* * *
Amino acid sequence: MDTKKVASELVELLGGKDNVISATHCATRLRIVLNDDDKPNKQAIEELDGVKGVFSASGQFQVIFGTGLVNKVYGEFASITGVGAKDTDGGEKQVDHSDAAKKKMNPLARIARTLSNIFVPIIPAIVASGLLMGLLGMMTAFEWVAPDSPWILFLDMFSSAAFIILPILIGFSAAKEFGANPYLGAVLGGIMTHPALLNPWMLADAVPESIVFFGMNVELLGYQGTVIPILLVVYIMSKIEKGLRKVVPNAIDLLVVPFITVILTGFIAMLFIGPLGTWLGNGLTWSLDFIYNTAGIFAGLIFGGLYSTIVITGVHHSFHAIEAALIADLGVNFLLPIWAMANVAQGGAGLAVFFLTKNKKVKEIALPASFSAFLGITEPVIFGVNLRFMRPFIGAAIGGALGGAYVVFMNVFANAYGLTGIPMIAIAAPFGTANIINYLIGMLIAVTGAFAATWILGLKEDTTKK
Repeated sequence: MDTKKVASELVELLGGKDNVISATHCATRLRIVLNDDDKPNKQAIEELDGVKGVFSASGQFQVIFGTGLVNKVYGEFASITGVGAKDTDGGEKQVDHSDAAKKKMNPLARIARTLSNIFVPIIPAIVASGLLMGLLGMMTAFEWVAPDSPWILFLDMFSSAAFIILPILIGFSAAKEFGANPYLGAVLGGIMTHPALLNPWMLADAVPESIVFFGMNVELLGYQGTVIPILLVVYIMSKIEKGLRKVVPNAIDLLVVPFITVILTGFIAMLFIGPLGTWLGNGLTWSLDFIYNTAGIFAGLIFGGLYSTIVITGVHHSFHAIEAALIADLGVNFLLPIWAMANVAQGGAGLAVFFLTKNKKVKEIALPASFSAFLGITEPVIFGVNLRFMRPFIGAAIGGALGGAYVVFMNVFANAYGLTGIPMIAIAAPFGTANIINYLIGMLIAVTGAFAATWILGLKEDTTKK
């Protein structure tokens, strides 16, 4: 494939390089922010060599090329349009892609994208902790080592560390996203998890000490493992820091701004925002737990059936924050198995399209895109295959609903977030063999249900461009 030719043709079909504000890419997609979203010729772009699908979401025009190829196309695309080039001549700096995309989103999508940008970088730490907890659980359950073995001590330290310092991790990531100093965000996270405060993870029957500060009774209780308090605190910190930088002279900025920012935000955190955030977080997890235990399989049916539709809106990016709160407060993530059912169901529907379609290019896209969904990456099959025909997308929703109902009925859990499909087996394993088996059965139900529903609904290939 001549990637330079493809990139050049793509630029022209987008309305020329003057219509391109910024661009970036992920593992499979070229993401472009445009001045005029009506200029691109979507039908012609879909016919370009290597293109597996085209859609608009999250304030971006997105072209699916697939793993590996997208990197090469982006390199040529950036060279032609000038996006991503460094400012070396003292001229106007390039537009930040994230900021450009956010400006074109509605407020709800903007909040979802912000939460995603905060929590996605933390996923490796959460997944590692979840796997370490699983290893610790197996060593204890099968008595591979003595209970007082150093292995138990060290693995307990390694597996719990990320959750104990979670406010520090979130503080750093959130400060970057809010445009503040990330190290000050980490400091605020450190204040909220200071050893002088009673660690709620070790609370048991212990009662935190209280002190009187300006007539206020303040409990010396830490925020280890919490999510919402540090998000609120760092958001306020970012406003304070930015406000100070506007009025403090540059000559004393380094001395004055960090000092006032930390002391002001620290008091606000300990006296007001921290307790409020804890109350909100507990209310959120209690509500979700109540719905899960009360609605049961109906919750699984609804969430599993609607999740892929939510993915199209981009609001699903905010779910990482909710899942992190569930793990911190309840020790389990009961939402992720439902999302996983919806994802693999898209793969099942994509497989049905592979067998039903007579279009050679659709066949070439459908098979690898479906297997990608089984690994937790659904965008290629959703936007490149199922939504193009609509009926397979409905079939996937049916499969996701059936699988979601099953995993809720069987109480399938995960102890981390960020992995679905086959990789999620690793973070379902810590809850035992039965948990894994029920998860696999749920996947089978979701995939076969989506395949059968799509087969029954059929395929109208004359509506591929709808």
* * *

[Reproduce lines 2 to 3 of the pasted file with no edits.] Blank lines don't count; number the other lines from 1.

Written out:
Repeated sequence: MDTKKVASELVELLGGKDNVISATHCATRLRIVLNDDDKPNKQAIEELDGVKGVFSASGQFQVIFGTGLVNKVYGEFASITGVGAKDTDGGEKQVDHSDAAKKKMNPLARIARTLSNIFVPIIPAIVASGLLMGLLGMMTAFEWVAPDSPWILFLDMFSSAAFIILPILIGFSAAKEFGANPYLGAVLGGIMTHPALLNPWMLADAVPESIVFFGMNVELLGYQGTVIPILLVVYIMSKIEKGLRKVVPNAIDLLVVPFITVILTGFIAMLFIGPLGTWLGNGLTWSLDFIYNTAGIFAGLIFGGLYSTIVITGVHHSFHAIEAALIADLGVNFLLPIWAMANVAQGGAGLAVFFLTKNKKVKEIALPASFSAFLGITEPVIFGVNLRFMRPFIGAAIGGALGGAYVVFMNVFANAYGLTGIPMIAIAAPFGTANIINYLIGMLIAVTGAFAATWILGLKEDTTKK
């Protein structure tokens, strides 16, 4: 494939390089922010060599090329349009892609994208902790080592560390996203998890000490493992820091701004925002737990059936924050198995399209895109295959609903977030063999249900461009 030719043709079909504000890419997609979203010729772009699908979401025009190829196309695309080039001549700096995309989103999508940008970088730490907890659980359950073995001590330290310092991790990531100093965000996270405060993870029957500060009774209780308090605190910190930088002279900025920012935000955190955030977080997890235990399989049916539709809106990016709160407060993530059912169901529907379609290019896209969904990456099959025909997308929703109902009925859990499909087996394993088996059965139900529903609904290939 001549990637330079493809990139050049793509630029022209987008309305020329003057219509391109910024661009970036992920593992499979070229993401472009445009001045005029009506200029691109979507039908012609879909016919370009290597293109597996085209859609608009999250304030971006997105072209699916697939793993590996997208990197090469982006390199040529950036060279032609000038996006991503460094400012070396003292001229106007390039537009930040994230900021450009956010400006074109509605407020709800903007909040979802912000939460995603905060929590996605933390996923490796959460997944590692979840796997370490699983290893610790197996060593204890099968008595591979003595209970007082150093292995138990060290693995307990390694597996719990990320959750104990979670406010520090979130503080750093959130400060970057809010445009503040990330190290000050980490400091605020450190204040909220200071050893002088009673660690709620070790609370048991212990009662935190209280002190009187300006007539206020303040409990010396830490925020280890919490999510919402540090998000609120760092958001306020970012406003304070930015406000100070506007009025403090540059000559004393380094001395004055960090000092006032930390002391002001620290008091606000300990006296007001921290307790409020804890109350909100507990209310959120209690509500979700109540719905899960009360609605049961109906919750699984609804969430599993609607999740892929939510993915199209981009609001699903905010779910990482909710899942992190569930793990911190309840020790389990009961939402992720439902999302996983919806994802693999898209793969099942994509497989049905592979067998039903007579279009050679659709066949070439459908098979690898479906297997990608089984690994937790659904965008290629959703936007490149199922939504193009609509009926397979409905079939996937049916499969996701059936699988979601099953995993809720069987109480399938995960102890981390960020992995679905086959990789999620690793973070379902810590809850035992039965948990894994029920998860696999749920996947089978979701995939076969989506395949059968799509087969029954059929395929109208004359509506591929709808």